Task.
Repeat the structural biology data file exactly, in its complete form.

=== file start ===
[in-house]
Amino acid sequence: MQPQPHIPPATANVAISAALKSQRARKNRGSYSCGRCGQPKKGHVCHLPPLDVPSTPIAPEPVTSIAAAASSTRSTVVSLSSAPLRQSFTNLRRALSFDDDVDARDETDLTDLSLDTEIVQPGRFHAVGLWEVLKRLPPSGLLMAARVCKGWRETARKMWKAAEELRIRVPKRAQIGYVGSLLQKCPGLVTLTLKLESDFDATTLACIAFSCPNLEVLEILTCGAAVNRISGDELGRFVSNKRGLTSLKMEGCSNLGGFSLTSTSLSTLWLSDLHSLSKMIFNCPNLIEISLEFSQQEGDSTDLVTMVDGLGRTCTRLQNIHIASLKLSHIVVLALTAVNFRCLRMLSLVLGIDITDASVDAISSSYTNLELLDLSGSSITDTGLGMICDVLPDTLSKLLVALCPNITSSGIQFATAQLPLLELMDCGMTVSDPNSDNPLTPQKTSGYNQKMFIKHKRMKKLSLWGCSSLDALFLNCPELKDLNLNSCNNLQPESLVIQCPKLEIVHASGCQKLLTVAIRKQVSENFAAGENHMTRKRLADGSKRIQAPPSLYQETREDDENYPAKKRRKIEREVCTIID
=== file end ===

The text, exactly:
[in-house]
Amino acid sequence: MQPQPHIPPATANVAISAALKSQRARKNRGSYSCGRCGQPKKGHVCHLPPLDVPSTPIAPEPVTSIAAAASSTRSTVVSLSSAPLRQSFTNLRRALSFDDDVDARDETDLTDLSLDTEIVQPGRFHAVGLWEVLKRLPPSGLLMAARVCKGWRETARKMWKAAEELRIRVPKRAQIGYVGSLLQKCPGLVTLTLKLESDFDATTLACIAFSCPNLEVLEILTCGAAVNRISGDELGRFVSNKRGLTSLKMEGCSNLGGFSLTSTSLSTLWLSDLHSLSKMIFNCPNLIEISLEFSQQEGDSTDLVTMVDGLGRTCTRLQNIHIASLKLSHIVVLALTAVNFRCLRMLSLVLGIDITDASVDAISSSYTNLELLDLSGSSITDTGLGMICDVLPDTLSKLLVALCPNITSSGIQFATAQLPLLELMDCGMTVSDPNSDNPLTPQKTSGYNQKMFIKHKRMKKLSLWGCSSLDALFLNCPELKDLNLNSCNNLQPESLVIQCPKLEIVHASGCQKLLTVAIRKQVSENFAAGENHMTRKRLADGSKRIQAPPSLYQETREDDENYPAKKRRKIEREVCTIID